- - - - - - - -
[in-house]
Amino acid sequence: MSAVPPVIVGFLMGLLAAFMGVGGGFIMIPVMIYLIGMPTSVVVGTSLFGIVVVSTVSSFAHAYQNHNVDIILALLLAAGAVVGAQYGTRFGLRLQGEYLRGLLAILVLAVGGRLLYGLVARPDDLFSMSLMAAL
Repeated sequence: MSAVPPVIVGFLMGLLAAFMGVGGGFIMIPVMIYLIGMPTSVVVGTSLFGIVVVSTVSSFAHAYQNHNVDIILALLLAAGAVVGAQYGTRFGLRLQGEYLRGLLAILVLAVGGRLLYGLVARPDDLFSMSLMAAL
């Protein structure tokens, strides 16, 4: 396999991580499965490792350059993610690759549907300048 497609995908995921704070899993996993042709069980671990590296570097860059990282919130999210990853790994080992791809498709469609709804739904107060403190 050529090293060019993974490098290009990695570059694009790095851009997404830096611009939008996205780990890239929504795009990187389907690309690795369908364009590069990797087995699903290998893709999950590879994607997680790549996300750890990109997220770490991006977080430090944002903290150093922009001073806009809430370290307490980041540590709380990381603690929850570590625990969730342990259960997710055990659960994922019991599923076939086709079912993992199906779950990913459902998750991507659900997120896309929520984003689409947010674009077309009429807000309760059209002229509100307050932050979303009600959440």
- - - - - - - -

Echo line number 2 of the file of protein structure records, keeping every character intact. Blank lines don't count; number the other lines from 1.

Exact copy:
Amino acid sequence: MSAVPPVIVGFLMGLLAAFMGVGGGFIMIPVMIYLIGMPTSVVVGTSLFGIVVVSTVSSFAHAYQNHNVDIILALLLAAGAVVGAQYGTRFGLRLQGEYLRGLLAILVLAVGGRLLYGLVARPDDLFSMSLMAAL